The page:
UPDATE: The Walt Disney Company has reversed its press screening ban on journalists from The Los Angeles Times following an outcry.
The conglomerate announced its decision on Tuesday, hours after four critics groups including the Los Angeles Film Critics Association blasted the ’blackout’ and said they would disqualify Disney films from awards consideration while the press screening ban endured.
The Toronto Film Critics Association added its support after the four groups denounced Disney’s policy.
“We’ve had productive discussions with the newly installed leadership at The Los Angeles Times regarding our specific concerns, and as a result, we’ve agreed to restore access to advance screenings for their film critics,” a Disney spokesperson said on Tuesday.
EARLIER STORY: Following Disney’s ’blackout’ of the Los Angeles Times, four US critics associations have released a statement denouncing the studio’s boycott.
A joint statement from four associations – the Los Angeles Film Critics Association, New York Film Critics Circle, Boston Society of Film Critics and National Society of Film Critics – said they would take Disney films out of awards consideration until the blackout had been ”rescinded”.
It follows the revelation by the The Los Angeles Times last week that it had been blocked from advance screenings of Disney films, which came after an investigative report by the paper into Disney’s complex business ties with Anaheim, the city where Disneyland is based.
“The members… jointly denounce the Walt Disney Company’s media blackout of the Los Angeles Times,” the statement said.
“Furthermore, all four critics’ organizations have voted to disqualify Disney’s films from year-end awards consideration until said blackout is publicly rescinded.”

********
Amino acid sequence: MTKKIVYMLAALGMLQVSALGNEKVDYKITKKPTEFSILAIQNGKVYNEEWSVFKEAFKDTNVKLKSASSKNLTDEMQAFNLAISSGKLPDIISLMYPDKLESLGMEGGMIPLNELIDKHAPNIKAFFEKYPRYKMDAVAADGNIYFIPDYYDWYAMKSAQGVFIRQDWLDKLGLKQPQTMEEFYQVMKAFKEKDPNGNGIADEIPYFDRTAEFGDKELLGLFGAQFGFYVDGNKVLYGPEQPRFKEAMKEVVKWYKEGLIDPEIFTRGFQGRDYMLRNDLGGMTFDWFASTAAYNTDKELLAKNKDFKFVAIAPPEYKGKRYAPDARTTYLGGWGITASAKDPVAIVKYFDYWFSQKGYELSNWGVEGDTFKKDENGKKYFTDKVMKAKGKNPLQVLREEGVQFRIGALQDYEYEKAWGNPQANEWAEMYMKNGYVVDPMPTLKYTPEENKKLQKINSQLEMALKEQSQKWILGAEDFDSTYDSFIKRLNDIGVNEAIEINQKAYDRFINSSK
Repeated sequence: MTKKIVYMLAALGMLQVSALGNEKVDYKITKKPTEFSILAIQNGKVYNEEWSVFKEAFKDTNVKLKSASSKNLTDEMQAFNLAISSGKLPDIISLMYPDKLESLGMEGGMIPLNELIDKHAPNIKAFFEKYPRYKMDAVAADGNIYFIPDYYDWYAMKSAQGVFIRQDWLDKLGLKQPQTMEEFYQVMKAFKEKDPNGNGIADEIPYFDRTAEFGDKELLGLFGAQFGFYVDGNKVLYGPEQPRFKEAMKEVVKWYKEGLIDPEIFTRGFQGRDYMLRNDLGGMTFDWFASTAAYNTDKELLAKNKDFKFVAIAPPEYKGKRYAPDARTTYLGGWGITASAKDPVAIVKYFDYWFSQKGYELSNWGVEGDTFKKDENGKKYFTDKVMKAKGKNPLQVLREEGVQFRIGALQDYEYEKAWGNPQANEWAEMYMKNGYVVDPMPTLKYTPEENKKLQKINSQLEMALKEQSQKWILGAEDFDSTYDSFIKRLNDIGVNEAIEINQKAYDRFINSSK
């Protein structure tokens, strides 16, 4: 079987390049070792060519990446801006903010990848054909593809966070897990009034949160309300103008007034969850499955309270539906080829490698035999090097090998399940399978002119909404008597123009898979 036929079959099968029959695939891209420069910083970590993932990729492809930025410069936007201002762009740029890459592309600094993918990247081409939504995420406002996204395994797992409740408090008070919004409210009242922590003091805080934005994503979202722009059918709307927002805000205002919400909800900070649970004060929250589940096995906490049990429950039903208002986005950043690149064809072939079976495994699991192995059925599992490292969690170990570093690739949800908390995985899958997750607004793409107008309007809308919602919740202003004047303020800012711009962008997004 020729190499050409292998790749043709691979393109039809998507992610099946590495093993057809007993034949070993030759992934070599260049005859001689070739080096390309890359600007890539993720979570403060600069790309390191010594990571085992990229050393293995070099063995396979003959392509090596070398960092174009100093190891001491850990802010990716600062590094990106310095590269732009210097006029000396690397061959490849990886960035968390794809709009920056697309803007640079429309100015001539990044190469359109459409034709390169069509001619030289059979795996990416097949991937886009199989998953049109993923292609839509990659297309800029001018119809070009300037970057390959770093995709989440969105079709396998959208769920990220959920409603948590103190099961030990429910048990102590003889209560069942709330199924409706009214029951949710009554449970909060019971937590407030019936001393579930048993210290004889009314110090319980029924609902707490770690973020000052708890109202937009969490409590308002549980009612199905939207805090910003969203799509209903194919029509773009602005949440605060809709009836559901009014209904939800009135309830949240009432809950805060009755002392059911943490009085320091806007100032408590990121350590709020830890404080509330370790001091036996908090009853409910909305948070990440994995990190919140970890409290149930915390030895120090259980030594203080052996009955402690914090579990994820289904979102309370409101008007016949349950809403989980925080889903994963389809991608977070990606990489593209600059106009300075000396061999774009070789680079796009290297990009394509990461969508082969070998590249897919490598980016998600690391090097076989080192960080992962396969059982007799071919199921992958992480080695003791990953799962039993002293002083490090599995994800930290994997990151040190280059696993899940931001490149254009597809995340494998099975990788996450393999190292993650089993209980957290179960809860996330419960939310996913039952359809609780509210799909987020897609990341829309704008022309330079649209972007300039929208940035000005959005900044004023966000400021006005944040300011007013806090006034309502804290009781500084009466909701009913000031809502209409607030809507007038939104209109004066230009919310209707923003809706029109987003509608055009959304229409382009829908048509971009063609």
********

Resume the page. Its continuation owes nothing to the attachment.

It adds: “Disney’s actions, which include an indefinite ban on any interaction with The Times, are antithetical to the principles of a free press and set a dangerous precedent in a time of already heightened hostility toward journalists.
“It is admittedly extraordinary for a critics’ group, let alone four critics’ groups, to take any action that might penalize film artists for decisions beyond their control.
“But Disney brought forth this action when it chose to punish The Times’ journalists rather than express its disagreement with a business story via ongoing public discussion. Disney’s response should gravely concern all who believe in the importance of a free press, artists included.”
The blackout was explained by the paper last week after a review of Thor: Ragnarok failed to appear in its pages, with the Times writing: ”This year, Walt Disney Co. studios declined to offer The Times advance screenings, citing what it called unfair coverage of its business ties with Anaheim.”
Disney accused The Times of “biased and inaccurate” coverage of its relationship with the city, which is part of the LA metropolitan area, though the paper defended its coverage and said it would continue to cover Disney films when they become available to the public.